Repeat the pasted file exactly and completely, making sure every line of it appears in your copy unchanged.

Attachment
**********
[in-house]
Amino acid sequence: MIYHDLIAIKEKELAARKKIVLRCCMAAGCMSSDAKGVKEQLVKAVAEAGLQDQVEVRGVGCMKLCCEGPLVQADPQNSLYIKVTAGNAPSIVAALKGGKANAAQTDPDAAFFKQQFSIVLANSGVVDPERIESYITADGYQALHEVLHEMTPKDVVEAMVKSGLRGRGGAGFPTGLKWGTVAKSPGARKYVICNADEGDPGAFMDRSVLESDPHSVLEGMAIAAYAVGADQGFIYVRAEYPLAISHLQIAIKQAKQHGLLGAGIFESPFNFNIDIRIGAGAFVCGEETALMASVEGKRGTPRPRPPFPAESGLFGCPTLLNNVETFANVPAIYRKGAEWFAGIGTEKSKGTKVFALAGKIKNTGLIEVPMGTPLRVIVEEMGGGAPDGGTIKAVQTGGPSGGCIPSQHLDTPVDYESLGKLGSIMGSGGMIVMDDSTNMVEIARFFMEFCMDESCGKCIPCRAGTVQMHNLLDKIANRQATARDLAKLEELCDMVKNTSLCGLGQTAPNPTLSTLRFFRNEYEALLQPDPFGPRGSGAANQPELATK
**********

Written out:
[in-house]
Amino acid sequence: MIYHDLIAIKEKELAARKKIVLRCCMAAGCMSSDAKGVKEQLVKAVAEAGLQDQVEVRGVGCMKLCCEGPLVQADPQNSLYIKVTAGNAPSIVAALKGGKANAAQTDPDAAFFKQQFSIVLANSGVVDPERIESYITADGYQALHEVLHEMTPKDVVEAMVKSGLRGRGGAGFPTGLKWGTVAKSPGARKYVICNADEGDPGAFMDRSVLESDPHSVLEGMAIAAYAVGADQGFIYVRAEYPLAISHLQIAIKQAKQHGLLGAGIFESPFNFNIDIRIGAGAFVCGEETALMASVEGKRGTPRPRPPFPAESGLFGCPTLLNNVETFANVPAIYRKGAEWFAGIGTEKSKGTKVFALAGKIKNTGLIEVPMGTPLRVIVEEMGGGAPDGGTIKAVQTGGPSGGCIPSQHLDTPVDYESLGKLGSIMGSGGMIVMDDSTNMVEIARFFMEFCMDESCGKCIPCRAGTVQMHNLLDKIANRQATARDLAKLEELCDMVKNTSLCGLGQTAPNPTLSTLRFFRNEYEALLQPDPFGPRGSGAANQPELATK